Before entering the wine trade, I worked in a normal job where I was responsible for business planning. I would write a detailed and researched plan, usually eight to 10 pages. All department heads were also required to write a one-page summary, called rather snappily A Plan on a Page, quite possibly because no one would read the longer version. 

In the wine trade, I have got this down to two words. Buy rosé. 

Let’s face it, business planning is a dull subject, so here’s a simple way of looking at things. Christmas is great, New Year is rubbish, so what do we do after that?  

First up, Valentine’s Day. By mid-February, people have had enough of sitting at home watching Downton Abbey re-runs. A pick-me-up is needed. Order rosé. Get one with a nice label, in a clear glass bottle, and place as many as you can in the shop window. If you’ve a good supplier, they might construct a display for you and co-ordinate a tasting for your customers.

In March the days are getting longer and the clocks move forward. Clean up those tables and chairs and, if the sun’s out, place them out front (with all street trading licences checked). Even if it’s still too cold to sit outside, it will draw the eye of passers-by. Order more rosé. 

The first week of April, the cricket season starts, it’s spring and raining. But the clocks have changed and thoughts turn to the summer. If the Valentine’s Day promotion went well, then it’s probably time to order more rosé. Check out the Marlborough Sauvignon prices against your tasting notes from all those January portfolio events. Order the cheapest: let’s face it, they all taste the same. 

By May, you should have over-ordered on the rosé and Sauvignon Blanc, so it’s time to get a few events in the diary, hit Instagram with a series of photos of aforementioned window display, and hope it stops raining. By the middle of the month, we’ll be into a 10-day heatwave. Meanwhile at the Met Office, they are predicting a long hot summer with record temperatures.   

It’s now June and the 10-day heatwave has resulted in all your suppliers running out of rosé. Time to hunt around the back to see if there’s anything left from that over-optimistic February order. Start counting the number of potential new customers, now lost, as they only came in for a bottle of Whispering Angel that used to be in Waitrose. And Aldi have run out of the one that looks a bit similar. Discover 10 cases of Picpoul rosé in plain boxes that were mistaken for Rhône reds left over from Christmas. Re-do the window display.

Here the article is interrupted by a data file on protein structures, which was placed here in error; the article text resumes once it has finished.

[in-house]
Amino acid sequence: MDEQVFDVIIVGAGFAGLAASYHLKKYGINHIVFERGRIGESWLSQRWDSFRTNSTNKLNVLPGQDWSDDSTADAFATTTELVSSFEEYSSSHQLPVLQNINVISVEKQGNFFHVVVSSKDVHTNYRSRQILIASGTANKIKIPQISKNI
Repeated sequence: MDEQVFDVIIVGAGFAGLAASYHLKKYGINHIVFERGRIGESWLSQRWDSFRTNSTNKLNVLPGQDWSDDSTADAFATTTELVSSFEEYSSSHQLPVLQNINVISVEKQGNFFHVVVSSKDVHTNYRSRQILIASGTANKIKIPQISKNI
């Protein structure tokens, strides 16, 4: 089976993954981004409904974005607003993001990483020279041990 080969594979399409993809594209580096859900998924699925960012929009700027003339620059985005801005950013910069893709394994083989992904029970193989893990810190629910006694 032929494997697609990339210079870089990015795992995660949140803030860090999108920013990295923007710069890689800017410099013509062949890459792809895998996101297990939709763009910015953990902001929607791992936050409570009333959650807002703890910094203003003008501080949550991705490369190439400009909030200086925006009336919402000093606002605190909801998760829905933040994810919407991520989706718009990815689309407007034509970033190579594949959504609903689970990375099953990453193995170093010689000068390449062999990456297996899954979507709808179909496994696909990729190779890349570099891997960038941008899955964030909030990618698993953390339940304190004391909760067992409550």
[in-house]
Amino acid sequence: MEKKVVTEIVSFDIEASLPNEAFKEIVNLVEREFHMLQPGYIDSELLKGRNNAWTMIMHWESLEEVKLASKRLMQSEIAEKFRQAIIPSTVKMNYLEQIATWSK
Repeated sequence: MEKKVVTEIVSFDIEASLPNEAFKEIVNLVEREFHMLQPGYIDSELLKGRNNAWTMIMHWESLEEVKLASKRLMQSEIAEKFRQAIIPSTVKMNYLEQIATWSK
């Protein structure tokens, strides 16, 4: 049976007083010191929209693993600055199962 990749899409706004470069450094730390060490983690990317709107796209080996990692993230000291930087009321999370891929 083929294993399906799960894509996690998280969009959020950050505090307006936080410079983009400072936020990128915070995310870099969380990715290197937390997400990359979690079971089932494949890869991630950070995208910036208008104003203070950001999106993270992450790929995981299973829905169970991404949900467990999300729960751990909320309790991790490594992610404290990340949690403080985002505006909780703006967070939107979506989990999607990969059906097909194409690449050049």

Now, you may not be a sports fan, but a key element to a successful business plan is knowing what major sports events are taking place, and more importantly, their dates. I always get caught out by Wimbledon. I know it takes place every year, but not when. And what do people drink during Wimbledon? 

Another event that takes me by surprise is Glastonbury. The whole five days are now on television, and in recent years it has become a trend to stock up on food, wine and beer, then sit at home and watch the whole thing from the comfort of one’s living room. It’s in June, if you were wondering. 

This last section is for those who do not like football. You probably already know this, but football takes place every single day of the year. The season starts in mid-August, and ends, in theory, the following May. Factor in the men’s Euros this year and the women’s Euros next year and you might think football never ends, because it doesn’t. I’ve not mentioned the World Cups, which will be two years after the Euros, unless one is due to take place in a country where it’s too hot for football to be played, in which case it will be slotted in just before Christmas and thus ruin your entire December planning. This happened last year, and is a possibility in 2034 when it will take place in Saudi Arabia. 

The first draft of this column was a long and informative strategy, well researched and designed to help those looking for some guidance as times get tough. But I knew no one would read it. 

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